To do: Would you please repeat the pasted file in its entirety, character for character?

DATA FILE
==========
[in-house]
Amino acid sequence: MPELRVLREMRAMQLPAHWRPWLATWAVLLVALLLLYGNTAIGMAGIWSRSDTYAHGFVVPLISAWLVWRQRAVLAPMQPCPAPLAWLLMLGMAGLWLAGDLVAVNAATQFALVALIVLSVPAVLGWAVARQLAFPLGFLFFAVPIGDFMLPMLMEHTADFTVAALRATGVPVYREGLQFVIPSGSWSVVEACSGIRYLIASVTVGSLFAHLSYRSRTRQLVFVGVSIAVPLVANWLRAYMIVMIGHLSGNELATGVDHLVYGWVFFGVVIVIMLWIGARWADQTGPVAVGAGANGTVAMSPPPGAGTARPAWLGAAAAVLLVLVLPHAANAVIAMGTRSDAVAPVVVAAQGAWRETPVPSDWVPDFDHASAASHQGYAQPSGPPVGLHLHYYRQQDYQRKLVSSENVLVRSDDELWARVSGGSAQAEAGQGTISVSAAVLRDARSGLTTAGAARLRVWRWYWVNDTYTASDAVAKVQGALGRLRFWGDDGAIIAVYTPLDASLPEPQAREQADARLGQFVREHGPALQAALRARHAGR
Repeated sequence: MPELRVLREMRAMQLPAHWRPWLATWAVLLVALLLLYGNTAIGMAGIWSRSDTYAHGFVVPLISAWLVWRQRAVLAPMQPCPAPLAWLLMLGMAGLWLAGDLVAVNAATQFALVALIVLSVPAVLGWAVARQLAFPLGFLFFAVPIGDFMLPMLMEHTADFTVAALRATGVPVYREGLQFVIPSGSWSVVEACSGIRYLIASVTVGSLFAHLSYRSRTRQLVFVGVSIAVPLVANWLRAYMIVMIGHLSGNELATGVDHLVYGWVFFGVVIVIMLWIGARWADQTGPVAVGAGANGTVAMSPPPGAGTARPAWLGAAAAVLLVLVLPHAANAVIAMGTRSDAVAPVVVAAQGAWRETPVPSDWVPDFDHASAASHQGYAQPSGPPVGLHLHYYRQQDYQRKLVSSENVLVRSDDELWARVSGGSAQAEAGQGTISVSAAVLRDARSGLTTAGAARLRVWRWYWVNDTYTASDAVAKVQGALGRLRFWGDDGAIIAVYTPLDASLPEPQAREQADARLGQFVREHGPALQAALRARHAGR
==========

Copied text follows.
[in-house]
Amino acid sequence: MPELRVLREMRAMQLPAHWRPWLATWAVLLVALLLLYGNTAIGMAGIWSRSDTYAHGFVVPLISAWLVWRQRAVLAPMQPCPAPLAWLLMLGMAGLWLAGDLVAVNAATQFALVALIVLSVPAVLGWAVARQLAFPLGFLFFAVPIGDFMLPMLMEHTADFTVAALRATGVPVYREGLQFVIPSGSWSVVEACSGIRYLIASVTVGSLFAHLSYRSRTRQLVFVGVSIAVPLVANWLRAYMIVMIGHLSGNELATGVDHLVYGWVFFGVVIVIMLWIGARWADQTGPVAVGAGANGTVAMSPPPGAGTARPAWLGAAAAVLLVLVLPHAANAVIAMGTRSDAVAPVVVAAQGAWRETPVPSDWVPDFDHASAASHQGYAQPSGPPVGLHLHYYRQQDYQRKLVSSENVLVRSDDELWARVSGGSAQAEAGQGTISVSAAVLRDARSGLTTAGAARLRVWRWYWVNDTYTASDAVAKVQGALGRLRFWGDDGAIIAVYTPLDASLPEPQAREQADARLGQFVREHGPALQAALRARHAGR
Repeated sequence: MPELRVLREMRAMQLPAHWRPWLATWAVLLVALLLLYGNTAIGMAGIWSRSDTYAHGFVVPLISAWLVWRQRAVLAPMQPCPAPLAWLLMLGMAGLWLAGDLVAVNAATQFALVALIVLSVPAVLGWAVARQLAFPLGFLFFAVPIGDFMLPMLMEHTADFTVAALRATGVPVYREGLQFVIPSGSWSVVEACSGIRYLIASVTVGSLFAHLSYRSRTRQLVFVGVSIAVPLVANWLRAYMIVMIGHLSGNELATGVDHLVYGWVFFGVVIVIMLWIGARWADQTGPVAVGAGANGTVAMSPPPGAGTARPAWLGAAAAVLLVLVLPHAANAVIAMGTRSDAVAPVVVAAQGAWRETPVPSDWVPDFDHASAASHQGYAQPSGPPVGLHLHYYRQQDYQRKLVSSENVLVRSDDELWARVSGGSAQAEAGQGTISVSAAVLRDARSGLTTAGAARLRVWRWYWVNDTYTASDAVAKVQGALGRLRFWGDDGAIIAVYTPLDASLPEPQAREQADARLGQFVREHGPALQAALRARHAGR